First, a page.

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No new thing under the sun (?): on claims to the discovery of Penicillin prior to 1928

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journal contribution
posted on 12.04.2017 by Gilbert Shama
Since penicillin came to be developed as an anti-bacterial chemotherapeutic agent during the Second World War numerous challenges to the status of Alexander Fleming as its discoverer have appeared both in print and in other formats. These assertions are examined here from the perspective of current views on Penicillium systematics and the wide array of secondary metabolites produced by this particular genus. The tendency to seek to credit a single individual for having made a particular discovery distorts the way by which discoveries are generally made. Alexander Fleming’s crucial contribution is here set in context against both earlier observations of microbial antagonism and the long-standing and culturally widespread practice of employing a variety of mouldy substrates to treat infections.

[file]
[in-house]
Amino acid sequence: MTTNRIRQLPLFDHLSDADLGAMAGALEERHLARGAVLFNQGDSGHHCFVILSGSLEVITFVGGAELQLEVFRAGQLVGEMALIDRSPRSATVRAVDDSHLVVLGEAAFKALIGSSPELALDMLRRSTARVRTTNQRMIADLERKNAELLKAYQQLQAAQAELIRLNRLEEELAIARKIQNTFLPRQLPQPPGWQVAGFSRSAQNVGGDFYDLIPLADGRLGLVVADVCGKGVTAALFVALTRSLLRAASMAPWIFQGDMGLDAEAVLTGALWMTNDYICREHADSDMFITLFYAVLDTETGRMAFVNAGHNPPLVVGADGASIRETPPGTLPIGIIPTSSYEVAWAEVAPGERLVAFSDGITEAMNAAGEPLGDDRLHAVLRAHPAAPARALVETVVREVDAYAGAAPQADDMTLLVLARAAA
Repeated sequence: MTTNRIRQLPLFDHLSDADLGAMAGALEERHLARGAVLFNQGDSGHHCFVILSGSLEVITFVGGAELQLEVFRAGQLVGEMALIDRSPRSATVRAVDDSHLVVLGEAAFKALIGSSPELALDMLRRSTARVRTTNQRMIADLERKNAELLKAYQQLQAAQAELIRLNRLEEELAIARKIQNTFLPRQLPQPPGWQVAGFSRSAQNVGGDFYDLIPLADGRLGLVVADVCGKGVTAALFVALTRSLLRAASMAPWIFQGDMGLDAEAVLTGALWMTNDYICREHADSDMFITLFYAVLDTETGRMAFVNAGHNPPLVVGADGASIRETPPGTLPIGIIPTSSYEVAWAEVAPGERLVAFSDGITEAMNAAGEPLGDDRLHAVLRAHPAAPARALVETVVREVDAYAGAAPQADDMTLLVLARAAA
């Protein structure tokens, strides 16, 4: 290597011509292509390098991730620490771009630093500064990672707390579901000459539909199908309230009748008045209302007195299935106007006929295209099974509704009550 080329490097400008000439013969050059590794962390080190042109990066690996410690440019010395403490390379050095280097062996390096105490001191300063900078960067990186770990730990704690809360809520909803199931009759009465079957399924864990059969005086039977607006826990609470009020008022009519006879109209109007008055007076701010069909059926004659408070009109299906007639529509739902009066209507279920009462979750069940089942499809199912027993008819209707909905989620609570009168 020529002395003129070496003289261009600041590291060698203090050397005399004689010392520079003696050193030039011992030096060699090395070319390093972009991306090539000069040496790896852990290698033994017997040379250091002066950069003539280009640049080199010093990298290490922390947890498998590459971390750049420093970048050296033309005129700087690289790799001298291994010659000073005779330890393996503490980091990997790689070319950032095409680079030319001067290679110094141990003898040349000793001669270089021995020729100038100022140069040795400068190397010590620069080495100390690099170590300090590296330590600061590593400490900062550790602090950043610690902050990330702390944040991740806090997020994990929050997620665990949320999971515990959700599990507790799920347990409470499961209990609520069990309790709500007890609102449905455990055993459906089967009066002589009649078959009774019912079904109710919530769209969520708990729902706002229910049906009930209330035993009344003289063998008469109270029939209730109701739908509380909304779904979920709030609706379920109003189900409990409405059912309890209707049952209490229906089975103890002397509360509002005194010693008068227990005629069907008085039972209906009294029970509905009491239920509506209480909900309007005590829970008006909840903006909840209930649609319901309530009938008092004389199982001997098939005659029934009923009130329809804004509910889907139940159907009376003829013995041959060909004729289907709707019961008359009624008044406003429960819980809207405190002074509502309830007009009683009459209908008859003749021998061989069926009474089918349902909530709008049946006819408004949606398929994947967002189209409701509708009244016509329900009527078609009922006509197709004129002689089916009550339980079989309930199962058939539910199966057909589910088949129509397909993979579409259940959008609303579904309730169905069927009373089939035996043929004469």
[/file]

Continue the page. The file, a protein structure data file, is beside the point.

History

School

  • Aeronautical, Automotive, Chemical and Materials Engineering

Department

  • Chemical Engineering

Published in

Journal of Pharmaceutical Microbiology

Citation

SHAMA, G., 2017. No new thing under the sun (?): on claims to the discovery of Penicillin prior to 1928. Journal of Pharmaceutical Microbiology, 3 (1), paper 5.

Publisher

iMedPub

Version

VoR (Version of Record)

Publisher statement

This work is made available according to the conditions of the Creative Commons Attribution 3.0 International (CC BY 3.0) licence. Full details of this licence are available at: http://creativecommons.org/licenses/ by/3.0/

Acceptance date

21/03/2017

Publication date

2017

Notes

Under License of Creative Commons Attribution 3.0 License

Language

en

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